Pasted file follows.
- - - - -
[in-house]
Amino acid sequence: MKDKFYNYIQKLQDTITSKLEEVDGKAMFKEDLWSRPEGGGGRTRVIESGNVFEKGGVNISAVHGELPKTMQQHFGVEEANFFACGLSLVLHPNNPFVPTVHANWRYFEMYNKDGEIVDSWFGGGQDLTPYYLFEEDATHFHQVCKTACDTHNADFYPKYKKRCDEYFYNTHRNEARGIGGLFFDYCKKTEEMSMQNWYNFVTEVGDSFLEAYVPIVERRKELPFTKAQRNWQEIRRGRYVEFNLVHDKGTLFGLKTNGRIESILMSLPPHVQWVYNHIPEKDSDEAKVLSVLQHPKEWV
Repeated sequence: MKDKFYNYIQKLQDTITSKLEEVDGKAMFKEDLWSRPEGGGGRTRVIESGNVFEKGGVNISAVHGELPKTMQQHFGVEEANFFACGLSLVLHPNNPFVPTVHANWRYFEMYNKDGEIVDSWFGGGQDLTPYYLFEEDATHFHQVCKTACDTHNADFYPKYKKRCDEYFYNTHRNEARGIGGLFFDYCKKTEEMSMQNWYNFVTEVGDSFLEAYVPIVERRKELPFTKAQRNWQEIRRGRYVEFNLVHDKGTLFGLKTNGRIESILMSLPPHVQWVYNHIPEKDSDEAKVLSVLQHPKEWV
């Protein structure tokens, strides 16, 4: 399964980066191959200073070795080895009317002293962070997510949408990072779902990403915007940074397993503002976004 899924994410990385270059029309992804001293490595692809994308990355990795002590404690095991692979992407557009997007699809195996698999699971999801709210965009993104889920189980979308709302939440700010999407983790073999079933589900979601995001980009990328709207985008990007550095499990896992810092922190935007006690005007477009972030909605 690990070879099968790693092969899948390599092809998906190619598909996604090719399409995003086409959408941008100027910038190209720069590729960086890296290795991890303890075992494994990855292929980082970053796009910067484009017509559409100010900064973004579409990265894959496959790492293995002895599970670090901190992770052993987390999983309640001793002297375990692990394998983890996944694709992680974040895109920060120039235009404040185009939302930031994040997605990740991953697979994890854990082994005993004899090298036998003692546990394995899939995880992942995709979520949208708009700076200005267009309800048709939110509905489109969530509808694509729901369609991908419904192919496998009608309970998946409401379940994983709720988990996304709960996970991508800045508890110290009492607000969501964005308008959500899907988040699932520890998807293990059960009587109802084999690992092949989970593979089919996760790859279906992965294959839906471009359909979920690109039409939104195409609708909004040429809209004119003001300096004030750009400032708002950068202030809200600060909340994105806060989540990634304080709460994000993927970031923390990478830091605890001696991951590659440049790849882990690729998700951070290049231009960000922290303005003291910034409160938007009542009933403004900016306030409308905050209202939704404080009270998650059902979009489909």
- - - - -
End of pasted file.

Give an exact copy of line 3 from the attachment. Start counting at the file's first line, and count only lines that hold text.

Repeated sequence: MKDKFYNYIQKLQDTITSKLEEVDGKAMFKEDLWSRPEGGGGRTRVIESGNVFEKGGVNISAVHGELPKTMQQHFGVEEANFFACGLSLVLHPNNPFVPTVHANWRYFEMYNKDGEIVDSWFGGGQDLTPYYLFEEDATHFHQVCKTACDTHNADFYPKYKKRCDEYFYNTHRNEARGIGGLFFDYCKKTEEMSMQNWYNFVTEVGDSFLEAYVPIVERRKELPFTKAQRNWQEIRRGRYVEFNLVHDKGTLFGLKTNGRIESILMSLPPHVQWVYNHIPEKDSDEAKVLSVLQHPKEWV